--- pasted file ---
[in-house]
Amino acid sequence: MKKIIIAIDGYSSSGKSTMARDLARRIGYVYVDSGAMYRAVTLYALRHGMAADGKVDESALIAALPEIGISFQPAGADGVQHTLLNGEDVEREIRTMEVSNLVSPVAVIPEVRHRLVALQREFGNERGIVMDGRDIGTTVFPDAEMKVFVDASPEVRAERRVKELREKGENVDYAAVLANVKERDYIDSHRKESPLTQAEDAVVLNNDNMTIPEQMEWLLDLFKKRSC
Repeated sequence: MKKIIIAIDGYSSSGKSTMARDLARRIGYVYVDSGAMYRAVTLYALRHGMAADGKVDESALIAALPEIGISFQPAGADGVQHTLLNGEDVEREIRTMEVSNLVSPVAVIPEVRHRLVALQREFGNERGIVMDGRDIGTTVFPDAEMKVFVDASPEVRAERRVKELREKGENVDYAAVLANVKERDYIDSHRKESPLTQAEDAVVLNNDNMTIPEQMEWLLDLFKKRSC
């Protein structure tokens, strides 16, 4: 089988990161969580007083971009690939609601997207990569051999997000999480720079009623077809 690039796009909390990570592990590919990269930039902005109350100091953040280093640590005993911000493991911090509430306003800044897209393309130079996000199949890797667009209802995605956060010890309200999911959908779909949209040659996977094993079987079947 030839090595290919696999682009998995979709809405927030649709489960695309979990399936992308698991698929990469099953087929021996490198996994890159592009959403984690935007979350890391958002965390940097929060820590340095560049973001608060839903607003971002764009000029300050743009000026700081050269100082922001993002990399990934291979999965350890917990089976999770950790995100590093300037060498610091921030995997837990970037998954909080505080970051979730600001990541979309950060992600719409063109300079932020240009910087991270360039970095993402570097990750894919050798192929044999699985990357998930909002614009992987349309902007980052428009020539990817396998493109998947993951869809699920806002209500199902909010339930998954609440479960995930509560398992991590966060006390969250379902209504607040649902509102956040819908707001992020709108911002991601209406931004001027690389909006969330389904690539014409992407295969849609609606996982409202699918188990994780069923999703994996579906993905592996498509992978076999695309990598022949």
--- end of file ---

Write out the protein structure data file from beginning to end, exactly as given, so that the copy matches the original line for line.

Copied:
[in-house]
Amino acid sequence: MKKIIIAIDGYSSSGKSTMARDLARRIGYVYVDSGAMYRAVTLYALRHGMAADGKVDESALIAALPEIGISFQPAGADGVQHTLLNGEDVEREIRTMEVSNLVSPVAVIPEVRHRLVALQREFGNERGIVMDGRDIGTTVFPDAEMKVFVDASPEVRAERRVKELREKGENVDYAAVLANVKERDYIDSHRKESPLTQAEDAVVLNNDNMTIPEQMEWLLDLFKKRSC
Repeated sequence: MKKIIIAIDGYSSSGKSTMARDLARRIGYVYVDSGAMYRAVTLYALRHGMAADGKVDESALIAALPEIGISFQPAGADGVQHTLLNGEDVEREIRTMEVSNLVSPVAVIPEVRHRLVALQREFGNERGIVMDGRDIGTTVFPDAEMKVFVDASPEVRAERRVKELREKGENVDYAAVLANVKERDYIDSHRKESPLTQAEDAVVLNNDNMTIPEQMEWLLDLFKKRSC
């Protein structure tokens, strides 16, 4: 089988990161969580007083971009690939609601997207990569051999997000999480720079009623077809 690039796009909390990570592990590919990269930039902005109350100091953040280093640590005993911000493991911090509430306003800044897209393309130079996000199949890797667009209802995605956060010890309200999911959908779909949209040659996977094993079987079947 030839090595290919696999682009998995979709809405927030649709489960695309979990399936992308698991698929990469099953087929021996490198996994890159592009959403984690935007979350890391958002965390940097929060820590340095560049973001608060839903607003971002764009000029300050743009000026700081050269100082922001993002990399990934291979999965350890917990089976999770950790995100590093300037060498610091921030995997837990970037998954909080505080970051979730600001990541979309950060992600719409063109300079932020240009910087991270360039970095993402570097990750894919050798192929044999699985990357998930909002614009992987349309902007980052428009020539990817396998493109998947993951869809699920806002209500199902909010339930998954609440479960995930509560398992991590966060006390969250379902209504607040649902509102956040819908707001992020709108911002991601209406931004001027690389909006969330389904690539014409992407295969849609609606996982409202699918188990994780069923999703994996579906993905592996498509992978076999695309990598022949």